Heather the archivist in R.N.C.M. and the woman responsible for creating and bringing the ‘Making Music in Manchester in WW1’ to life, teamed up with Instigate Arts to deliver creative workshops on the project. Together they have picked out a narrative from some of the material I have helped to digitise, and will be working with it in a variety of creative ways to help bring the past to life. My workshop was a creative writing workshop, something I have not had a lot of time for since finishing college, so it was nice to get writing again.
Two images had been chosen from the archive, the aim was to create a piece of flash fiction. Flash fiction is a cross between an extended poem and a very short story, which was a nice challenge as I had not encountered or worked with this genre formally before.
Myself and some of the other volunteers have been helping to digitise some of the R.N.C.M.’s records, which in part include notebooks and concert posters from the Hallé librarians. We went to the very new and modern Hallé building at The Bridgewater Hall to meet the archivist and to learn more about their history, their archives and how the R.N.C.M. and The Hallé have worked together since The Hallé’s creation. Whilst I know of the Hallé I did not know a lot about how it all started, so I learned a lot from both the R.N.C.M. archivist Heather and The Hallé archivist Eleanor.
I went to visit the Henry Watson Music Library in The Central Library with Heather and the rest of the team from the R.N.C.M. who have been working on the project, ‘Making Music in Manchester During WW1’. When we had all arrived we met Ros, the librarian who is in charge of the Henry Watson Music library, who also has musical training and is a cellist. Ros says that having some musical experience was an advantage when undertaking the music library due to the associated terminology and jargon that comes with a specialist subject area. She does say that even without any prior musical knowledge it is easy to pick up the essentials quickly and easily.
The workshops are starting, the content is nearly all online and our exhibitions are being created! It’s full steam ahead at project HQ (my desk).
We are working with Instigate Arts to design and deliver workshops which encourage creative responses to the stories we have uncovered and the material we have digitised. Inspire Centre, Levenshulme, had a jolly time of it working on a song arrangement performed at the college from just before the war.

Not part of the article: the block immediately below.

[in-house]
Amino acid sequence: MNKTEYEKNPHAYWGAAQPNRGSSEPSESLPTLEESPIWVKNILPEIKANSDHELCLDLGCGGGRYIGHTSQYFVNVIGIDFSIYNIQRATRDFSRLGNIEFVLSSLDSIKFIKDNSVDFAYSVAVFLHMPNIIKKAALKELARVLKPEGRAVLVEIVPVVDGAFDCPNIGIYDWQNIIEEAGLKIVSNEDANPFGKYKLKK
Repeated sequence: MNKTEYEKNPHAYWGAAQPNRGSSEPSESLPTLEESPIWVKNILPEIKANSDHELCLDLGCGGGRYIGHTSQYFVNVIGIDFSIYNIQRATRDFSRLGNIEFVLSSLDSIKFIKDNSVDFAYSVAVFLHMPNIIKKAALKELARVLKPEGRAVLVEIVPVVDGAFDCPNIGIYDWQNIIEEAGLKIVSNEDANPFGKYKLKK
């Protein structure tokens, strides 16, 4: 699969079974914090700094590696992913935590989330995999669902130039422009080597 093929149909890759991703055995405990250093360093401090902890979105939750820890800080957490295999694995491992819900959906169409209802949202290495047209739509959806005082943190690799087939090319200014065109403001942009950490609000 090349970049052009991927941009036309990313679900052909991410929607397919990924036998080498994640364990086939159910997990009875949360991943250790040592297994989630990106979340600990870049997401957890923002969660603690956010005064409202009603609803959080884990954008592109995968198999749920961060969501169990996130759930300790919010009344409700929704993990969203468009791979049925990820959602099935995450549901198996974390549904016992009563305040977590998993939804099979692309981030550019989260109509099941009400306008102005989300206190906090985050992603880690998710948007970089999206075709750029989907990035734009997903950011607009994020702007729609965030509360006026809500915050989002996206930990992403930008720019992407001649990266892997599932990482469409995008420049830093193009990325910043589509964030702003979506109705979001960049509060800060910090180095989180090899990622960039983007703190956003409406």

The material we have chosen to digitise is so rich in information. We have programmes and registers from the Royal Manchester College of Music. We have a play and wartime childhood magazine written by composer Alan Rawsthorne when he was just a lad! Letters between musicians talking about how the war is affecting them and their families. Papers re internment of musicians overseas.
We have, from the Hallé Concerts Society archives, programmes from the war arranged into gorgeous little annotated notebooks from the then librarian. These show all kinds of nuances and tricky programming problems to do with the war.
From the Henry Watson Music Library, we have the notebooks of Gustav Behrens, parton to much of Manchester’s music organisations. In these he collected notices, programmes and most interestingly newspaper clippings about music making in Manchester during WW1. Full of pure gossip!
Our portable pop-up banners showing some of the most interesting stories through each collection are being designed as I type and we’re ready to put the content of those onto the wonderful digital displays at Archives+.
We’ll let you know when they’re up and about so you can nip in and see for yourself.
Still to come!
We have yet to get all the images online and will be sharing them on History Pin, too.
We have workshops that are yet to take place and we’re so excited about them.
We have yet to figure out what to do after this project ends in terms of what we want to develop. So! If you have any ideas, do get in touch!
That’s right! We’re back, this time with a fabulous pot of funds from the generous Heritage Lottery Fund. We’ve a new agenda and new horizons to catch. Let’s see what we’ve got planned.
Our new project developed from the evaluation of the previous one. Whilst of AHRC-funded project, “Making Music in Manchester during WWI” did what the project said it would do, there was definitely more that we could do with it.
Check it out! We’ve been published in the Manchester Region History Review. Inside is a summary article about some themes on the project written by RNCM Archivist, Heather Roberts. Browse the fabulous magazine or skip straight to the middle for our article summarising the mysteries and nuances we have been exploring.
If you haven’t been to the Manchester District Music Archive website, then you must absolutely nip over. Share some of your Manchester music history whilst you’re there and you should definitely have a look at the RNCM Archive’s account. In fact, there’s one particular online exhibition that may interest you…
We have our project exhibition up and running in the beautiful Wolfson Reading Room at Central Library. Do nip in and see what we’ve been working with. We have items from the RNCM, the Hallé and the Henry Watson Music Library on display. If you see something that interests you and would like to know more, just get in touch with us! We’d be more than happy to have a chat.
After the First World War the government gave grants out to returning soldiers to go back into education, including music.
It’s 1919, right? You’ve just finished a war that took four years to end when you thought it was going to take four months. The country is shaken and an incredible number of people, families and livelihoods are destroyed.